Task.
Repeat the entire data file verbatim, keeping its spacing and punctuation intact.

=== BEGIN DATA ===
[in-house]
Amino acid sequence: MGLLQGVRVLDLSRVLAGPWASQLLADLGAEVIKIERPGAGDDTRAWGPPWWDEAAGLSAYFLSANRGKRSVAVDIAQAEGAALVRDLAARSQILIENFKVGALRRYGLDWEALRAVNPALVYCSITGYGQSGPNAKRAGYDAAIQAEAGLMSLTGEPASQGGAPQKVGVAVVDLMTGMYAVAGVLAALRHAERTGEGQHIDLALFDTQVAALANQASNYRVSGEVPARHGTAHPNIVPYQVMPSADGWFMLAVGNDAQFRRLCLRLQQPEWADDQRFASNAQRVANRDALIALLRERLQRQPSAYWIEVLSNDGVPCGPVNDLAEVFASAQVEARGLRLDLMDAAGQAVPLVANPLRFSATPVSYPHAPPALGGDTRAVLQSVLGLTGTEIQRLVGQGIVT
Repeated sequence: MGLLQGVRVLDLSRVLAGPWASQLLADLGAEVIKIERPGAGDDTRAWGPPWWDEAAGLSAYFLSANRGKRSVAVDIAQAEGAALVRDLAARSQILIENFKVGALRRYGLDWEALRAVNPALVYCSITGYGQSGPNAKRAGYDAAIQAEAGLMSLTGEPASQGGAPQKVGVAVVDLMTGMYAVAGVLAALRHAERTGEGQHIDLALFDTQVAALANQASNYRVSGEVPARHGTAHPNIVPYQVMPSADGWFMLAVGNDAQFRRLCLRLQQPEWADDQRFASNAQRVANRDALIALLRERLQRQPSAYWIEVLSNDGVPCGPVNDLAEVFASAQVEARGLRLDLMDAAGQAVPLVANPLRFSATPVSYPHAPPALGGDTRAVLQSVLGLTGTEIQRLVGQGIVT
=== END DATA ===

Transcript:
[in-house]
Amino acid sequence: MGLLQGVRVLDLSRVLAGPWASQLLADLGAEVIKIERPGAGDDTRAWGPPWWDEAAGLSAYFLSANRGKRSVAVDIAQAEGAALVRDLAARSQILIENFKVGALRRYGLDWEALRAVNPALVYCSITGYGQSGPNAKRAGYDAAIQAEAGLMSLTGEPASQGGAPQKVGVAVVDLMTGMYAVAGVLAALRHAERTGEGQHIDLALFDTQVAALANQASNYRVSGEVPARHGTAHPNIVPYQVMPSADGWFMLAVGNDAQFRRLCLRLQQPEWADDQRFASNAQRVANRDALIALLRERLQRQPSAYWIEVLSNDGVPCGPVNDLAEVFASAQVEARGLRLDLMDAAGQAVPLVANPLRFSATPVSYPHAPPALGGDTRAVLQSVLGLTGTEIQRLVGQGIVT
Repeated sequence: MGLLQGVRVLDLSRVLAGPWASQLLADLGAEVIKIERPGAGDDTRAWGPPWWDEAAGLSAYFLSANRGKRSVAVDIAQAEGAALVRDLAARSQILIENFKVGALRRYGLDWEALRAVNPALVYCSITGYGQSGPNAKRAGYDAAIQAEAGLMSLTGEPASQGGAPQKVGVAVVDLMTGMYAVAGVLAALRHAERTGEGQHIDLALFDTQVAALANQASNYRVSGEVPARHGTAHPNIVPYQVMPSADGWFMLAVGNDAQFRRLCLRLQQPEWADDQRFASNAQRVANRDALIALLRERLQRQPSAYWIEVLSNDGVPCGPVNDLAEVFASAQVEARGLRLDLMDAAGQAVPLVANPLRFSATPVSYPHAPPALGGDTRAVLQSVLGLTGTEIQRLVGQGIVT